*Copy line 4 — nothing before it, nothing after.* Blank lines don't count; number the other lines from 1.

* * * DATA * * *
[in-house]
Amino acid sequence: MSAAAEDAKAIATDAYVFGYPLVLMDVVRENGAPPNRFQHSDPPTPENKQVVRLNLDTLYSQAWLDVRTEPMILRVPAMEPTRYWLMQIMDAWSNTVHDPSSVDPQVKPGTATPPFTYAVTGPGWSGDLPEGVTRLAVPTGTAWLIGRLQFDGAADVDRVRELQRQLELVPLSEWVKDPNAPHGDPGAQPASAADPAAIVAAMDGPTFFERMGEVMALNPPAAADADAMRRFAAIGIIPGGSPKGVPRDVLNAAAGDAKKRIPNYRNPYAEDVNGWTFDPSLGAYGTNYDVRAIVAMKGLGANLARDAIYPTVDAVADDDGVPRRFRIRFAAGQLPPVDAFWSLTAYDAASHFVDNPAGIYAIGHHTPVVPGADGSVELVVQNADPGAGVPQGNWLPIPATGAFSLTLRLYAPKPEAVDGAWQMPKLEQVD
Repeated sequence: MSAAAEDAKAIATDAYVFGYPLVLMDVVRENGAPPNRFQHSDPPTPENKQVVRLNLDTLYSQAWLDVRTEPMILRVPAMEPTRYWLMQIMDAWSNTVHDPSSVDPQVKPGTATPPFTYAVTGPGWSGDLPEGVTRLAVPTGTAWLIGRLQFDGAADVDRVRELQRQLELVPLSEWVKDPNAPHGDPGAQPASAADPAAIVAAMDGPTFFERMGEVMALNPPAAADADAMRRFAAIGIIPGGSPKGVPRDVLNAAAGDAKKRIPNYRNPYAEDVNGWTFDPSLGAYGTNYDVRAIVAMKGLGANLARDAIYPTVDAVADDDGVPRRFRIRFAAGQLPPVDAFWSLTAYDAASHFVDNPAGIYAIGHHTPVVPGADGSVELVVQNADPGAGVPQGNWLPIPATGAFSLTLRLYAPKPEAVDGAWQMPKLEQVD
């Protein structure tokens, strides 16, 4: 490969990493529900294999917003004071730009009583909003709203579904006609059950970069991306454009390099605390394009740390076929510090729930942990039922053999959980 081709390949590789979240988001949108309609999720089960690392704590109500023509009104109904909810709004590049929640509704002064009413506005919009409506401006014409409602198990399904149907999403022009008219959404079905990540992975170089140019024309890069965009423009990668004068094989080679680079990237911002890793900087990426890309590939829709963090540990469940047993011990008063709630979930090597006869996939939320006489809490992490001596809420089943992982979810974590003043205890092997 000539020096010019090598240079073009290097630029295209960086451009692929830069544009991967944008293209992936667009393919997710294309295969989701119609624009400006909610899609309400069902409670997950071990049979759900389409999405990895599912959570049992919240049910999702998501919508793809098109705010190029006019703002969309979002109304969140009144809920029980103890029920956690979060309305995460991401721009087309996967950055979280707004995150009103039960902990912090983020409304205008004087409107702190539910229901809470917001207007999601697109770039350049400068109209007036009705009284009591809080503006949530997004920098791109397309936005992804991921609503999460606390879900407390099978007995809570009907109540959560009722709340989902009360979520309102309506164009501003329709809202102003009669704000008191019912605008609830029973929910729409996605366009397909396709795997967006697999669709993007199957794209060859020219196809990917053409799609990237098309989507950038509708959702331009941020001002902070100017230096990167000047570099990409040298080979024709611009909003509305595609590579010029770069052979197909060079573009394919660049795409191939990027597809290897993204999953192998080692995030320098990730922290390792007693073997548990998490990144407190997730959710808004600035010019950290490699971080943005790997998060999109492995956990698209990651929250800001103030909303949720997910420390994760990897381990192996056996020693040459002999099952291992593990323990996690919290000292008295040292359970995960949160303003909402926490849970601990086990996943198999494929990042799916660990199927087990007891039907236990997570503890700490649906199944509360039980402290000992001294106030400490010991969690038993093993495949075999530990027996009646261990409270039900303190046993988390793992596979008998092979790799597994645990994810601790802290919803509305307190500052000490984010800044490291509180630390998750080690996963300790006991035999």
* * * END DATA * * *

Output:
């Protein structure tokens, strides 16, 4: 490969990493529900294999917003004071730009009583909003709203579904006609059950970069991306454009390099605390394009740390076929510090729930942990039922053999959980 081709390949590789979240988001949108309609999720089960690392704590109500023509009104109904909810709004590049929640509704002064009413506005919009409506401006014409409602198990399904149907999403022009008219959404079905990540992975170089140019024309890069965009423009990668004068094989080679680079990237911002890793900087990426890309590939829709963090540990469940047993011990008063709630979930090597006869996939939320006489809490992490001596809420089943992982979810974590003043205890092997 000539020096010019090598240079073009290097630029295209960086451009692929830069544009991967944008293209992936667009393919997710294309295969989701119609624009400006909610899609309400069902409670997950071990049979759900389409999405990895599912959570049992919240049910999702998501919508793809098109705010190029006019703002969309979002109304969140009144809920029980103890029920956690979060309305995460991401721009087309996967950055979280707004995150009103039960902990912090983020409304205008004087409107702190539910229901809470917001207007999601697109770039350049400068109209007036009705009284009591809080503006949530997004920098791109397309936005992804991921609503999460606390879900407390099978007995809570009907109540959560009722709340989902009360979520309102309506164009501003329709809202102003009669704000008191019912605008609830029973929910729409996605366009397909396709795997967006697999669709993007199957794209060859020219196809990917053409799609990237098309989507950038509708959702331009941020001002902070100017230096990167000047570099990409040298080979024709611009909003509305595609590579010029770069052979197909060079573009394919660049795409191939990027597809290897993204999953192998080692995030320098990730922290390792007693073997548990998490990144407190997730959710808004600035010019950290490699971080943005790997998060999109492995956990698209990651929250800001103030909303949720997910420390994760990897381990192996056996020693040459002999099952291992593990323990996690919290000292008295040292359970995960949160303003909402926490849970601990086990996943198999494929990042799916660990199927087990007891039907236990997570503890700490649906199944509360039980402290000992001294106030400490010991969690038993093993495949075999530990027996009646261990409270039900303190046993988390793992596979008998092979790799597994645990994810601790802290919803509305307190500052000490984010800044490291509180630390998750080690996963300790006991035999």